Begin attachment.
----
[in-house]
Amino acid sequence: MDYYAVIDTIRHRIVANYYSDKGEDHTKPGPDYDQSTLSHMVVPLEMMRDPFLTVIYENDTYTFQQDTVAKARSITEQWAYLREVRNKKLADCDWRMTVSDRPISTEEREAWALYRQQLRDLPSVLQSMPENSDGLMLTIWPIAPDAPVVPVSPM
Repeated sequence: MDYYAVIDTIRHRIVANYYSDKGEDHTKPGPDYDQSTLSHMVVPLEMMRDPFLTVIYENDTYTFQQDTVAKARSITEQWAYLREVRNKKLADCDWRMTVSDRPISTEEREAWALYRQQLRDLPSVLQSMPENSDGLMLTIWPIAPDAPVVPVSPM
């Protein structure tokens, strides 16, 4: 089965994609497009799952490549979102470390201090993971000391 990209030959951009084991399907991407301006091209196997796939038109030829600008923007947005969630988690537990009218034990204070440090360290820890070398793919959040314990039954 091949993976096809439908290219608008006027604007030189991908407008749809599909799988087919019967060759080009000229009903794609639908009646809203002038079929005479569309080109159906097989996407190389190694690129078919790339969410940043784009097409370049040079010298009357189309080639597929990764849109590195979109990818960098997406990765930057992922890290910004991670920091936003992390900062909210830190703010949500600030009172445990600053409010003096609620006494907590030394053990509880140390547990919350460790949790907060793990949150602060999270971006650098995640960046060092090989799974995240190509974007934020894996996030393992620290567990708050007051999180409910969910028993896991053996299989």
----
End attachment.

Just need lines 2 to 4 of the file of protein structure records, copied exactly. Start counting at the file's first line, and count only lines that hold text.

Amino acid sequence: MDYYAVIDTIRHRIVANYYSDKGEDHTKPGPDYDQSTLSHMVVPLEMMRDPFLTVIYENDTYTFQQDTVAKARSITEQWAYLREVRNKKLADCDWRMTVSDRPISTEEREAWALYRQQLRDLPSVLQSMPENSDGLMLTIWPIAPDAPVVPVSPM
Repeated sequence: MDYYAVIDTIRHRIVANYYSDKGEDHTKPGPDYDQSTLSHMVVPLEMMRDPFLTVIYENDTYTFQQDTVAKARSITEQWAYLREVRNKKLADCDWRMTVSDRPISTEEREAWALYRQQLRDLPSVLQSMPENSDGLMLTIWPIAPDAPVVPVSPM
């Protein structure tokens, strides 16, 4: 089965994609497009799952490549979102470390201090993971000391 990209030959951009084991399907991407301006091209196997796939038109030829600008923007947005969630988690537990009218034990204070440090360290820890070398793919959040314990039954 091949993976096809439908290219608008006027604007030189991908407008749809599909799988087919019967060759080009000229009903794609639908009646809203002038079929005479569309080109159906097989996407190389190694690129078919790339969410940043784009097409370049040079010298009357189309080639597929990764849109590195979109990818960098997406990765930057992922890290910004991670920091936003992390900062909210830190703010949500600030009172445990600053409010003096609620006494907590030394053990509880140390547990919350460790949790907060793990949150602060999270971006650098995640960046060092090989799974995240190509974007934020894996996030393992620290567990708050007051999180409910969910028993896991053996299989």